His dogs always come back

“You dogs, you get back here.”

My neighbor’s voice marks each morning

“Get out of the street, dogs.”

His two ancient Chihuahuas,

Stiff, senile, barks like squirrels’ scold.

Totter out his front door, day

After day they wander into the street,

He hollers at them. He speaks with an accent.

“Come back here you dogs.”

The man comes from Iran. He came here

When young, when they overthrew

Our Shah. He has lived next door

For thirty-five years. No longer young.

Now he looks like the Shah.

Really, just like the Shah of Iran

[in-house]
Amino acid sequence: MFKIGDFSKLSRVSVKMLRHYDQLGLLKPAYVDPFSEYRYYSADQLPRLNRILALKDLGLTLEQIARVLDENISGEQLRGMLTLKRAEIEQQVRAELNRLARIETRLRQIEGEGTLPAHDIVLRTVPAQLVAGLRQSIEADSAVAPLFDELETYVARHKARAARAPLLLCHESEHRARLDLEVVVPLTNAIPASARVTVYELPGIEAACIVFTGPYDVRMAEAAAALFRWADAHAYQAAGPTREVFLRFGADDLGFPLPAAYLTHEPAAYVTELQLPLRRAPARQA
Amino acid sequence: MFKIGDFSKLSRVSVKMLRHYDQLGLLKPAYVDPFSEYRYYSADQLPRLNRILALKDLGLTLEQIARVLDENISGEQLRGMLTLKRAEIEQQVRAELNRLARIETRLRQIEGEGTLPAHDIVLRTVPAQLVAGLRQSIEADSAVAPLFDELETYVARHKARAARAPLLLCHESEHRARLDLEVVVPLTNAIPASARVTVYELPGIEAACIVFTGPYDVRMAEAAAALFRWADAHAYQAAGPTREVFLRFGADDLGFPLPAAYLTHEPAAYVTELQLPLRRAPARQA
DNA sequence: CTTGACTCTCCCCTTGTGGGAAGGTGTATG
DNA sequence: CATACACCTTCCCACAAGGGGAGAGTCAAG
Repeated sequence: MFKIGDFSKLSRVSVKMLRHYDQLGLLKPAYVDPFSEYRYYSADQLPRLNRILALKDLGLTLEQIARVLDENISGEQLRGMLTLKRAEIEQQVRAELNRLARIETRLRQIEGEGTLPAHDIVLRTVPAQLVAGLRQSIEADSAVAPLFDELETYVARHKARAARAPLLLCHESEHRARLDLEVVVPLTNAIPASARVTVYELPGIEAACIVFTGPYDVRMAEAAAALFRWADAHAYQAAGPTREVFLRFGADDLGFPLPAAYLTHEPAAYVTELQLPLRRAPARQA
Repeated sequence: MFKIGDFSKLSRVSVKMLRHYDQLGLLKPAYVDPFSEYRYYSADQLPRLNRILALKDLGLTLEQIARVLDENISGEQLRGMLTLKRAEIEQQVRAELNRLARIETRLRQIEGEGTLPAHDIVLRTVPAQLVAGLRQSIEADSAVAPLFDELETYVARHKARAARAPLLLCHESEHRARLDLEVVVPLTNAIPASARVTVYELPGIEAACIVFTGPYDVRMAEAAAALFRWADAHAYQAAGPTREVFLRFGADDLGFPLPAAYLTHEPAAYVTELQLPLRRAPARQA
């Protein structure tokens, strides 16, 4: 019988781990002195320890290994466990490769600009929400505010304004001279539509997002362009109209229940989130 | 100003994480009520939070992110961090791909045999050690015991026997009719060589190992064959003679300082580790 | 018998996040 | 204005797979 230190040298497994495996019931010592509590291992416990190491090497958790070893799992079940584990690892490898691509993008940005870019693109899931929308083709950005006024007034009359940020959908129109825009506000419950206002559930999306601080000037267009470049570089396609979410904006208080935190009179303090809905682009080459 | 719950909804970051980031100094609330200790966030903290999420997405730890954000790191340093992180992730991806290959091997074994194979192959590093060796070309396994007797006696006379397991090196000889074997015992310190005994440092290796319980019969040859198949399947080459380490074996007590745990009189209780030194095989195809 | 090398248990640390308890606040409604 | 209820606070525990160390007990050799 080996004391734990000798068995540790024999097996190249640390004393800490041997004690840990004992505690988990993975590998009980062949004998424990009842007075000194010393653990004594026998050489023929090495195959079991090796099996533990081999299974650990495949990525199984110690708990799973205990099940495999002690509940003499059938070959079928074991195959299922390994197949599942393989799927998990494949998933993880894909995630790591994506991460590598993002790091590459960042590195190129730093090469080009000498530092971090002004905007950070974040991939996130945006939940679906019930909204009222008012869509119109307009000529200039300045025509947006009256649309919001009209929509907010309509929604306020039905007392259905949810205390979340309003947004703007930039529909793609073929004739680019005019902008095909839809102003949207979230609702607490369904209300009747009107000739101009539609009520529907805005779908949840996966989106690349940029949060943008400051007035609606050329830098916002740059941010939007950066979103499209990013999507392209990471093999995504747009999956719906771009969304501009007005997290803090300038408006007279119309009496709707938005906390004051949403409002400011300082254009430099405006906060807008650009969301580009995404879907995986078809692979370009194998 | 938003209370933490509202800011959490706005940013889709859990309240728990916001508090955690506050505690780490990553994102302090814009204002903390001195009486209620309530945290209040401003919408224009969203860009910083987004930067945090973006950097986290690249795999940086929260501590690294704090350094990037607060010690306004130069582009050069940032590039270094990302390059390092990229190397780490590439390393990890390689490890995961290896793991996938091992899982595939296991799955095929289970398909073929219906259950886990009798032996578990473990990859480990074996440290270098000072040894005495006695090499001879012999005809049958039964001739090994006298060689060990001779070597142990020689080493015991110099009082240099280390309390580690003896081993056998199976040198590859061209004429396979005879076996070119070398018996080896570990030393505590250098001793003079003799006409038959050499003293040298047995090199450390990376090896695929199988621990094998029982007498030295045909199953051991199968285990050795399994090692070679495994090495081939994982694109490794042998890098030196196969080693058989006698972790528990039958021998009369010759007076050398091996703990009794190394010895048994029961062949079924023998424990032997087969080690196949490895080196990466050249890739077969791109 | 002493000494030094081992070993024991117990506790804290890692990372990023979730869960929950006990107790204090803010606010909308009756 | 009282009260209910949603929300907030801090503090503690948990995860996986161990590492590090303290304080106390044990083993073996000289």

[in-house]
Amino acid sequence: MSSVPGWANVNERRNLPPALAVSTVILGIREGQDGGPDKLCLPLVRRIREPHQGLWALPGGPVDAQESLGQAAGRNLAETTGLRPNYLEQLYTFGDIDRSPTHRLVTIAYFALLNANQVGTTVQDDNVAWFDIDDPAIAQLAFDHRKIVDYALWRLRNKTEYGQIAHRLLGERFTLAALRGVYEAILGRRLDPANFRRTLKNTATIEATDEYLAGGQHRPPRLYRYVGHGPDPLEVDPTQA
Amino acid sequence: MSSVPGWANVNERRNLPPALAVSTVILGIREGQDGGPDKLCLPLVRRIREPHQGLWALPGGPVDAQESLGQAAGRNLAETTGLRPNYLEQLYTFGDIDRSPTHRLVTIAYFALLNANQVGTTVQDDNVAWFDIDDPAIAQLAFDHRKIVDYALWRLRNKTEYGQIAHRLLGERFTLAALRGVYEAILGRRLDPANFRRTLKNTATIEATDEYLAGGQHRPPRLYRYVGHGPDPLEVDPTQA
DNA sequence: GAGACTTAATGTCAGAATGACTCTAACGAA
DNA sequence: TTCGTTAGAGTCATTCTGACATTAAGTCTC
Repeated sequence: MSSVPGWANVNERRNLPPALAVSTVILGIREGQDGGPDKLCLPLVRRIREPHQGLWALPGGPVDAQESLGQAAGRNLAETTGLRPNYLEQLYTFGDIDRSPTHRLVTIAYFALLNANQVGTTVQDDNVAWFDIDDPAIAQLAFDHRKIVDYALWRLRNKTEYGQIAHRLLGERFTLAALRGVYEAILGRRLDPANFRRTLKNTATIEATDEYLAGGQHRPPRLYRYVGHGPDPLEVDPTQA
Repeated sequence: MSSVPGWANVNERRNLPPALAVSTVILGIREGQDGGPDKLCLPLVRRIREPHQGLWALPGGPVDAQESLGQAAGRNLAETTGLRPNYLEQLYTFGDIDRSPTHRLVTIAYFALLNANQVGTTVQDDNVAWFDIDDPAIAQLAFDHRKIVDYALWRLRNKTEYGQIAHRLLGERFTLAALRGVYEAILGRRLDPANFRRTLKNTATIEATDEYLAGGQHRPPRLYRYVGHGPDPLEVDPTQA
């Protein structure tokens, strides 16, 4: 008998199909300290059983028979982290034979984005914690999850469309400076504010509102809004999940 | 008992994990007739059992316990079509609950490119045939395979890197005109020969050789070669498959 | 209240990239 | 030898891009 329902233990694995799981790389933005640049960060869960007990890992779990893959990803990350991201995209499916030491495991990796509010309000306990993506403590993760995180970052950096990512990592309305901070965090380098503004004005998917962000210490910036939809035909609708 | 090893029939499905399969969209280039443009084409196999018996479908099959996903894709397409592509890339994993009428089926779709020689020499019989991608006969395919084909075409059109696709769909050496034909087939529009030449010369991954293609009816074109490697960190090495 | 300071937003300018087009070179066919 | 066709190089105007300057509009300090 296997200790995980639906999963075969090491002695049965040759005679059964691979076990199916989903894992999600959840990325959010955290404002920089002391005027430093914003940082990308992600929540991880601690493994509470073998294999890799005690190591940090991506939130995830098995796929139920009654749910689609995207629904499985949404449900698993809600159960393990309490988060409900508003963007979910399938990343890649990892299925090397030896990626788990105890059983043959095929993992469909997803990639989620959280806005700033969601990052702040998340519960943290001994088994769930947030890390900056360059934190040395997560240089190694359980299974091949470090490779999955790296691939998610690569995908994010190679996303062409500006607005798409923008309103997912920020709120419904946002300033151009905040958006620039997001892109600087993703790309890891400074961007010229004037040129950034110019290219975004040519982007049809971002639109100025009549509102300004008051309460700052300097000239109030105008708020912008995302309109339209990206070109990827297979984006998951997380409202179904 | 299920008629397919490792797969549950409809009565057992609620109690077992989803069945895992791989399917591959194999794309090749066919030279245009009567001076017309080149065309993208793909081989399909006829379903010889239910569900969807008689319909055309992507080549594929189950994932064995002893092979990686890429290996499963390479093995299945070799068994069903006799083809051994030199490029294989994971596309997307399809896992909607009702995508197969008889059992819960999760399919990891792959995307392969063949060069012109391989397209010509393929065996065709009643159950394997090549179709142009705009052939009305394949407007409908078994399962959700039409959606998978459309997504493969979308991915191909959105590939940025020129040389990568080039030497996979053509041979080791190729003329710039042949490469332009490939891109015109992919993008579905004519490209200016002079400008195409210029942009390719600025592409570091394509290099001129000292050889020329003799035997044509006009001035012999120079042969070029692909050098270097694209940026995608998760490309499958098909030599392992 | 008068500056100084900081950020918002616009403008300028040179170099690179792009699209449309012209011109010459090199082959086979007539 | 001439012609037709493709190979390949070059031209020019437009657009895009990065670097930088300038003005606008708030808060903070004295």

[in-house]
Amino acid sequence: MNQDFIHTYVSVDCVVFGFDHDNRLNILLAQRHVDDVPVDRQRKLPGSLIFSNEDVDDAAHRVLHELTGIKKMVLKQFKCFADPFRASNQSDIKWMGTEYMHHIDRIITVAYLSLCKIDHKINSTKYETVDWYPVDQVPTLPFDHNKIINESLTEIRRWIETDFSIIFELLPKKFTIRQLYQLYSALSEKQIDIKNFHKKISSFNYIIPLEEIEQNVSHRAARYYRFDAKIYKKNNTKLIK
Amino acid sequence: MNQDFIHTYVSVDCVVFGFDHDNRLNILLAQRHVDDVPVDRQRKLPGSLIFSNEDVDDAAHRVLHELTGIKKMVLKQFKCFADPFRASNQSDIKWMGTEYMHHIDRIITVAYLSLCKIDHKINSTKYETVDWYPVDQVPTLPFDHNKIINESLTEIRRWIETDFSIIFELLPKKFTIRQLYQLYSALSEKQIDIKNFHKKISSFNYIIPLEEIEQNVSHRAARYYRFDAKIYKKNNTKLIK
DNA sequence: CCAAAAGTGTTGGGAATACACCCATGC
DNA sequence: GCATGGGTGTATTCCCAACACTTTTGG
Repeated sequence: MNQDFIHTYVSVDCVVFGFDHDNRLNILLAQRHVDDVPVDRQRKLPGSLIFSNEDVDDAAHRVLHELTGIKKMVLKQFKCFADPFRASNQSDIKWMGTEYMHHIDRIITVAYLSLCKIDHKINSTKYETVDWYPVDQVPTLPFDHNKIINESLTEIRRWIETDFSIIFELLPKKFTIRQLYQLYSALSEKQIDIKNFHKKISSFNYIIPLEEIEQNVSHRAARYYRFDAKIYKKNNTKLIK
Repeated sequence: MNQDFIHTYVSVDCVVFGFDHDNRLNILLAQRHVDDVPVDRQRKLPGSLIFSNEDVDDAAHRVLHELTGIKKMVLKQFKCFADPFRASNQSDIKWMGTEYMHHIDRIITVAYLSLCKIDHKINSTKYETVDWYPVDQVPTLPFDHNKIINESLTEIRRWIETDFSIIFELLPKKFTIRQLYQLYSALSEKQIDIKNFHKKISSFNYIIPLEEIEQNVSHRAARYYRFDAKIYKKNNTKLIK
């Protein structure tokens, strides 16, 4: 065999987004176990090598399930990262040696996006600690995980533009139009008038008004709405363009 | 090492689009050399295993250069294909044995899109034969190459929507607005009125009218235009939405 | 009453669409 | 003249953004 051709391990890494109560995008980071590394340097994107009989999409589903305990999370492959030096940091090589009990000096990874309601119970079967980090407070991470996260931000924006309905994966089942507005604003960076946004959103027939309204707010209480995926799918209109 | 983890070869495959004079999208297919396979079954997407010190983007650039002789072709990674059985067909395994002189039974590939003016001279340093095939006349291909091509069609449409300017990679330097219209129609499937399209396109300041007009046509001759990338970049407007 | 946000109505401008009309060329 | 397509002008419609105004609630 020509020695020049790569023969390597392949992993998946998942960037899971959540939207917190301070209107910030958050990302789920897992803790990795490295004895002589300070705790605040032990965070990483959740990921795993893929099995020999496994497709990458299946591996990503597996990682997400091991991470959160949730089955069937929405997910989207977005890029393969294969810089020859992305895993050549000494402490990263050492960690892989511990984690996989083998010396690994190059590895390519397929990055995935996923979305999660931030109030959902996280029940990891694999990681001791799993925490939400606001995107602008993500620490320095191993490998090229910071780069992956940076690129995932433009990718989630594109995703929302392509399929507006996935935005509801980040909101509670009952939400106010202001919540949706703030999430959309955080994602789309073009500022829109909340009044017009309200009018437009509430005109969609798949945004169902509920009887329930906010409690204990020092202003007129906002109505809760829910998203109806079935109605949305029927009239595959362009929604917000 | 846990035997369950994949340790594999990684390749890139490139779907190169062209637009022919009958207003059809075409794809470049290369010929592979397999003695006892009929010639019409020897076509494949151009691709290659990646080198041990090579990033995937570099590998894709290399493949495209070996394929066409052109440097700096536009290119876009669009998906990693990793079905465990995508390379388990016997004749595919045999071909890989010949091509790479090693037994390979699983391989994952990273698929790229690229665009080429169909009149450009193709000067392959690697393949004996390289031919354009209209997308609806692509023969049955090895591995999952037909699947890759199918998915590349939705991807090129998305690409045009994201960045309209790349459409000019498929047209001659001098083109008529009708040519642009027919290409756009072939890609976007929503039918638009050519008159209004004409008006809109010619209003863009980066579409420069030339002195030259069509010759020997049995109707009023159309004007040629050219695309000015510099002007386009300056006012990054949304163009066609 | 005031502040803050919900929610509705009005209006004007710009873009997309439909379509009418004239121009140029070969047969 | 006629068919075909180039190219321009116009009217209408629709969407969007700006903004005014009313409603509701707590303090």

Before he was exiled and died

But with different hair. One day

My neighbor changed his hair, dyed

It, styled it. A woman showed up;

She was much younger. And pretty.

“My wife,” he explained, “From Iran.”

They cleaned and scrubbed, threw out

Old furniture, planted flowers.

They looked happy. They asked me

If I could set a pot of their flowers

In my south window to bloom. I said yes.

And then she was gone. “Back to Iran,”

“For immigration,” he sighed,

The attorney said it was better

For the Green Card to leave and return.

Since then the exile of reason

Left the pretty young wife

On the wrong side of fear’s border.

“Get back here, you dogs,”

He again calls every day,

“Come here,” like before. No one

Can say when young wives or

Sanity will again be admitted.

Meanwhile, the flowers have bloomed

She is not here to see them.

They are pretty.

His Chihuahuas always come back.

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